Public input discussed for forestry management

An interim report has revealed what Williams Lake residents and residents in other B.C. communities think about current forestry practices.

An interim report has revealed what Williams Lake residents and residents in other B.C. communities think about current forestry practices.

The report, released by the self-described non-partisan and volunteer-supported Healthy Forests, Healthy Communities group, found in Williams Lake residents expressed a desire for: government and industry to inform the public of forest management decisions and actions; better communication between forest companies and residents; the development of local solutions for local issues; ensuring the Cariboo Chilcotin Land Use Plan reflects the impact of the mountain pine beetle epidemic; encouraging the investment in forest lands management; retaining some revenue generated from regional forest lands; reducing conflicts among overlapping resources and tenures; developing a plan for long-term resilience and implementing Forest Practices Board recommendations.

The community consultation was held in Williams Lake, June 20.

To date Bill Bourgeois, initiative co-ordinator, and his volunteers have visited 15 communities across the province gathering input into current forest practices; he plans to visit more throughout the months of September and October before the final report is completed by the fall.

Bourgeois, a registered professional forester, created the group in January because of what he saw as concerns from forest professionals, environmentalists and First Nations regarding forest management.

“There were a number of people with a wide range of perspectives who were concerned that forest management and the future of the forests was not going to be as desireable as they thought. So, if we continued what we are doing right now then they were not comfortable with what the forests will look like in the longer term.”

Bourgeois says the concerns in Williams Lake were consistent with those heard in other communities.

“People wanted to have more say in the forest and the decisions that are made in the forest. They want to know what’s going on out there and more education and forest management and they want to have a diversified forest sector.”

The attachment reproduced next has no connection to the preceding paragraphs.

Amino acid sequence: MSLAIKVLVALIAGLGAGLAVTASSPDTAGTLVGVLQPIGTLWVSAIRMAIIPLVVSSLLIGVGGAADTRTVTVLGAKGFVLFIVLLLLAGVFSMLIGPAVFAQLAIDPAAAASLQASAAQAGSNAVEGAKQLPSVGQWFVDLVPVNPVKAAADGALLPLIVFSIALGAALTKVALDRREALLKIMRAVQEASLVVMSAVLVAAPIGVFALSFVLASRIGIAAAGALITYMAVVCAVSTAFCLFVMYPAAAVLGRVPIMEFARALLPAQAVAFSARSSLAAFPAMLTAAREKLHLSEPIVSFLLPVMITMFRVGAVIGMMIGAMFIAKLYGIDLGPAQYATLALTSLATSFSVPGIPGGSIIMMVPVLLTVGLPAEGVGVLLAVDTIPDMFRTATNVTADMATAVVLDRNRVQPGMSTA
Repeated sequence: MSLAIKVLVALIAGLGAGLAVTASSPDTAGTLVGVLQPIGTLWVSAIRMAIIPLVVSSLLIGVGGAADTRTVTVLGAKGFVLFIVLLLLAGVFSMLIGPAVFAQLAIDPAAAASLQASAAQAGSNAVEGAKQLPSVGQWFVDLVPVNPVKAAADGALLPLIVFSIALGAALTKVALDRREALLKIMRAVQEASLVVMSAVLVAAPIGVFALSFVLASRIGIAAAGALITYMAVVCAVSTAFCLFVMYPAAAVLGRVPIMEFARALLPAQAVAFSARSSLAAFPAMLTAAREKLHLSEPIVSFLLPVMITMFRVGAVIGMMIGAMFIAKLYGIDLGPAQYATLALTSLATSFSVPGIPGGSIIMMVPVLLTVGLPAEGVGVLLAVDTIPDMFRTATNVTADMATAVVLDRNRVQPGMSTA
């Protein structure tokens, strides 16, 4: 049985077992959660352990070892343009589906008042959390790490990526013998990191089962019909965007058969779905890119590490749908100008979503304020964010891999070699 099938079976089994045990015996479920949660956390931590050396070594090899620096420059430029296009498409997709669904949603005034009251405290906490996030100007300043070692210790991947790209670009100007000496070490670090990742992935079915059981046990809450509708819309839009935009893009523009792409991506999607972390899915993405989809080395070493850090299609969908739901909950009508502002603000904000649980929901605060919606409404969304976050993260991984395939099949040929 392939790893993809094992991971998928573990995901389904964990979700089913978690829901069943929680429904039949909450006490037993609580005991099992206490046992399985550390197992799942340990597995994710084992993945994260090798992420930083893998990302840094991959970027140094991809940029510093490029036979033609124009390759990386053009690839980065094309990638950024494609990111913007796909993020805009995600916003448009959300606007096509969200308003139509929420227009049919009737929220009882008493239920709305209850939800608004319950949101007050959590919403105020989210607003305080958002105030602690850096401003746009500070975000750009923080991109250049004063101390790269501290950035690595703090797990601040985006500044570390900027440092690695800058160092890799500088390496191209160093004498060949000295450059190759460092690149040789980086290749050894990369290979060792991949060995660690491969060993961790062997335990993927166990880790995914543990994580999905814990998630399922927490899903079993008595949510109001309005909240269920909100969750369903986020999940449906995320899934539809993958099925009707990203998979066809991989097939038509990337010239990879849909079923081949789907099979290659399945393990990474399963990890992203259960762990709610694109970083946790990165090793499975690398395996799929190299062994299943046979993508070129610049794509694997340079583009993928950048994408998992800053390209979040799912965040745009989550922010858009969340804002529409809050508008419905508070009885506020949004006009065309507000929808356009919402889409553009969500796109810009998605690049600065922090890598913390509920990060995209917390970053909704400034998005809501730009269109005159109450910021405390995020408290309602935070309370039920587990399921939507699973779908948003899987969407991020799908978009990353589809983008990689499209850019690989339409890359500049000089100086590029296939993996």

Bourgeois says a problem with the Forest and Range Practices Act – that governs forestry operations in the province – is a perception of a lack of accountability.

The FRPA sets out objectives, is not prescriptive, allows for flexibility and results in general plans explains Bourgeois. Whereas the former act strictly laid out requirements.

Under the FRPA “…the plans that are submitted tend to be rather general so it’s unclear what the specific actions are going to be taken… It’s not that they (timber companies) haven’t planned out those actions it’s just that they don’t have to submit those to get approval. If you’re a concerned citizen you have to go into the forest company’s office and ask for those detailed plans.”

This, says Bourgeois, can lead to public skepticism about what’s occurring in the province’s woods.

What Bourgeois hopes will come out of the final report is public activism whether condoning or decrying current forestry practices.

“The expectation is that there will be enough people to voice their concerns and identify the issues and what they want as a community or as an individual that the polititicians and the companies will take notice of that,” he said.

“It really depends on how vocal the public are. If they say nothing then the politicians are going to assume that there is not a problem with what is going on. So really it’s up to the people to stand up and say what their concerns are and then the politicians and the companies will listen to that.”

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